TEXARKANA, Ark. -- The city Advertising and Promotion Commission took no action during its quarterly meeting Wednesday after hearing a request to provide $700,000 for improvements to downtown's Front Street Festival Plaza.
City Manager Jay Ellington pitched a $950,000-plus plan to modernize the plaza's stage, install restroom facilities, add landscaping and lighting, and improve the "Ties That Bind" railroad track sculpture at the site. While commissioners expressed support for the project, they deferred a vote on allocating funds until they can review a revised budget that omits any items the Commission is legally forbidden to pay for.
The proposal included a $250,000 cost for building a roofed structure around the stage, now a bare platform, that would accommodate sound and lighting equipment and provide space for sponsor advertising. But because the stage is on land the city leases from Union Pacific Railroad, A&P funding cannot be used for capital improvements there.
The state A&P statute allows funding of such construction on property in which the city owns an interest, but because the strip of land on which the stage sits is owned by the railroad, it does not qualify, Commission attorney Josh Potter said.
Ellington said he was prepared to use funds set aside in the current city budget to pay for the stage improvements but pressed for some indication that the Commission would be a "partner" with the city for the remaining phases of the project. To complete the entire project would take 18 to 24 months, he said.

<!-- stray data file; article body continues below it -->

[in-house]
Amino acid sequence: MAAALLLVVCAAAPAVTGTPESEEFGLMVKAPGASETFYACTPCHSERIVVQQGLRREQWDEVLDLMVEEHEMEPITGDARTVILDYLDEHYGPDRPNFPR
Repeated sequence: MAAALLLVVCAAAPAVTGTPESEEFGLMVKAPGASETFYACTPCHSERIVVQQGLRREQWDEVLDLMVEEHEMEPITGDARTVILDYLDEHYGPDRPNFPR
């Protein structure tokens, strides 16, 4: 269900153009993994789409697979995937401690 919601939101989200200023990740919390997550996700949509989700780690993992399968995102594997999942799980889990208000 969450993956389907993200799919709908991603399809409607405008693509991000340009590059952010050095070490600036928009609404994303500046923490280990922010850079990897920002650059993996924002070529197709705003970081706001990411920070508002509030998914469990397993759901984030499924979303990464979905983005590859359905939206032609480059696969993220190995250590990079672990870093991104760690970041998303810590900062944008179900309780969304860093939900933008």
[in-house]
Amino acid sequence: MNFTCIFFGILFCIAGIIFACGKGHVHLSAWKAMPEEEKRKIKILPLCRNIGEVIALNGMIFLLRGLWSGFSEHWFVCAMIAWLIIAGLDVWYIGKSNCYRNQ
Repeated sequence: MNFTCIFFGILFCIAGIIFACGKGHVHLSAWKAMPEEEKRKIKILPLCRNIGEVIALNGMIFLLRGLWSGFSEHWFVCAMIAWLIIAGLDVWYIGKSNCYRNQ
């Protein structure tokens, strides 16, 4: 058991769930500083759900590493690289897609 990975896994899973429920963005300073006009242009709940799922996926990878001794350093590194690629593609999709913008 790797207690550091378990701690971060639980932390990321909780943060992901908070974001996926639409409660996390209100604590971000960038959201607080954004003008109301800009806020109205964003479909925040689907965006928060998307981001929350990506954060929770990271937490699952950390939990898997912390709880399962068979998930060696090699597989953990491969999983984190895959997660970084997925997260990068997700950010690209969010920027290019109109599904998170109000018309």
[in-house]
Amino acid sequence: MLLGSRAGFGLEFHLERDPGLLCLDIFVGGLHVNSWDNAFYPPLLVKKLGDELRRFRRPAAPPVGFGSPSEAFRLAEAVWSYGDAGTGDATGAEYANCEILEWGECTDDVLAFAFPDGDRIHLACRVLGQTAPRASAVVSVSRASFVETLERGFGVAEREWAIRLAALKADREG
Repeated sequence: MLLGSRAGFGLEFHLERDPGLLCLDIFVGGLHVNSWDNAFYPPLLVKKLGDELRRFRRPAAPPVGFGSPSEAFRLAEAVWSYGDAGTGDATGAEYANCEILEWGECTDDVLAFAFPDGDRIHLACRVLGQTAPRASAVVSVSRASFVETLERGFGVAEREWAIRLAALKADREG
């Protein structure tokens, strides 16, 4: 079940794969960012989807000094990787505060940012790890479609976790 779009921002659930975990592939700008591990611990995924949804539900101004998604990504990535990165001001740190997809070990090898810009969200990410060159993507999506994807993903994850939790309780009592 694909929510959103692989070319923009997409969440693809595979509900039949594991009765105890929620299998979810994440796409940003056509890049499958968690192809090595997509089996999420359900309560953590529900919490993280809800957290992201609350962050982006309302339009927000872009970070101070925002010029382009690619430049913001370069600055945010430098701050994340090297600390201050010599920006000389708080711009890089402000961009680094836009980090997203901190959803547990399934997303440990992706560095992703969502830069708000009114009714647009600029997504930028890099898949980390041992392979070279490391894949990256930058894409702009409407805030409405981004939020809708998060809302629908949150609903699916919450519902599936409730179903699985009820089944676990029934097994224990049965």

The Commission collects and disburses a 2% restaurant tax and a 3% hotel tax that may be spent only on promoting the city. Though it contracts with city finance staff for accounting and administrative support, and two commissioners must be members of the city Board of Directors, it is not a branch of the city government.
The City Board in December approved an annual budget that allocated $400,000 to improve the stage, but Ellington's proposal to the Commission listed half that amount, $200,000, to be spent on the overall Festival Plaza project. Private sponsors have donated $60,000 toward the stage improvements, he said. And he asked the Commission for $700,000 to cover the remainder of the $956,250 estimated cost.
The stage cover would cost about $250,000, and 20 restroom stalls would cost about $225,000, according to the proposal. Foundations, plumbing, electrical and roofs for those stalls would total another $60,000, and the same amount would be spent to prepare an area for portable restrooms.
The restroom stalls would be "semi-permanent" prefabricated structures connected to sewer, water and electrical lines. They would be set up in the city-owned lot across Olive Street from 1894 City Market, near the Flying Crow rail car restaurant. They would only be open to public during downtown events.
Other expense items include removable traffic barriers called bollards at a cost of $55,000; "site amenities," $25,000; light pole banners, $15,000; landscaping and lighting, $45,000; and a new base for the sculpture, along with benches around it and a structure to provide shade above it, $30,000.
Ellington's proposed budget for the project also included $191,250 to pay for unforeseen contingencies.
The city would act as a facilitator for the plaza, Ellington said, charging a fee for its use as it does for parks facilities. A use policy would be established and those wishing to stage events there would have to meet qualifications such as insurance coverage. City Parks and Recreation Department staff would maintain the stage, restrooms and grounds.
The Commission's next regular meeting is scheduled for April, but Chair Brandon Cogburn indicated that he may call a special meeting to reconsider the plaza proposal once commissioners receive a revised project budget. Ellington agreed to provide for Potter's review a budget that leaves out anything the Commission is not allowed to fund.